Former congressman and Republican vice presidential candidate Jack Kemp died Saturday at age 73 after a battle with cancer, his family announced.
A onetime professional football player, Kemp served nine terms in Congress as a representative from New York and was former Sen. Bob Dole’s running mate in 1996. He was a leading advocate of “supply-side” tax cuts, advancing the argument that cutting taxes would boost economic growth and yield more revenue for the federal government. “The only way to oppose a bad idea is to replace it with a good idea, and I like to think that I have spent my life trying to promote good ideas,” he told CNN in a 1996 interview. Kemp “passed peacefully into the presence of the Lord” Sunday evening, a family statement said. He disclosed his illness in January. “During the treatment of his cancer, Jack expressed his gratitude for the thoughts and prayers of so many friends, a gratitude which the Kemp family shares,” the family said. Kemp quarterbacked the Buffalo Bills to back-to-back American Football League championships in 1964 and 1965, before the merger that created the modern NFL. When he retired in 1970 after 13 seasons, the California native ran for Congress and represented the Buffalo area for 18 years in the House of Representatives. View photos of Jack Kemp’s life » “He championed free-market principles that improved the lives of millions of Americans and helped unleash an entrepreneurial spirit that all of us still benefit from today,” Senate Minority Leader Mitch McConnell, R-Kentucky, said in a statement issued late Saturday. The 1981 tax cuts signed into law by Ronald Reagan, which cut marginal tax rates from 70 percent to 50 percent, bore Kemp’s name as a co-sponsor. Critics mocked the policy as “trickle-down” economics and pointed to the decade’s growing budget deficits as evidence that supply-side theories didn’t work, but it has been GOP orthodoxy ever since.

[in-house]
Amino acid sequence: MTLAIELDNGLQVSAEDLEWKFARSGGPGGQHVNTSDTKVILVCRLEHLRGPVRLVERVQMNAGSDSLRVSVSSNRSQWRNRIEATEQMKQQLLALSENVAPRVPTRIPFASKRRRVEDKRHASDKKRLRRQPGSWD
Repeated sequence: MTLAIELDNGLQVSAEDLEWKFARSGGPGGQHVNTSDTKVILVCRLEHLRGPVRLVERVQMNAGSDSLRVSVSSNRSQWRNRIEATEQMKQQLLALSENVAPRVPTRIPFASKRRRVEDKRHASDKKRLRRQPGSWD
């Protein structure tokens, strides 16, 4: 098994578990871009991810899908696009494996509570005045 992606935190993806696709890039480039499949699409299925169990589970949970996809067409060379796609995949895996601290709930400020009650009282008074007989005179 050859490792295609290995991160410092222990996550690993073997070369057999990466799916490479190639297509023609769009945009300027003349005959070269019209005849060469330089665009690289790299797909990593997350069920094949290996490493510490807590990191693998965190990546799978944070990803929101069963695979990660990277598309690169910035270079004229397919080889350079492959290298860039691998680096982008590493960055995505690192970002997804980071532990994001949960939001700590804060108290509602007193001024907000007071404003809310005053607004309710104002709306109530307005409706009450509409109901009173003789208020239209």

Kemp mounted an unsuccessful presidential bid in 1988, losing the Republican primaries to George H.W. Bush. But once in office, Bush made Kemp his secretary of housing and urban development — a post Kemp used to promote what he called an “empowerment” agenda of tax breaks for urban businesses and expanded home ownership. Unlike many of the other conservatives of his era, Kemp actively courted African-American support. In 1992, he told CNN’s “Larry King Live” that the GOP “could be a Lincoln party in terms of attracting black and brown and men and women of color and low-income status and immigrant status who want a shot at the American dream for their children.”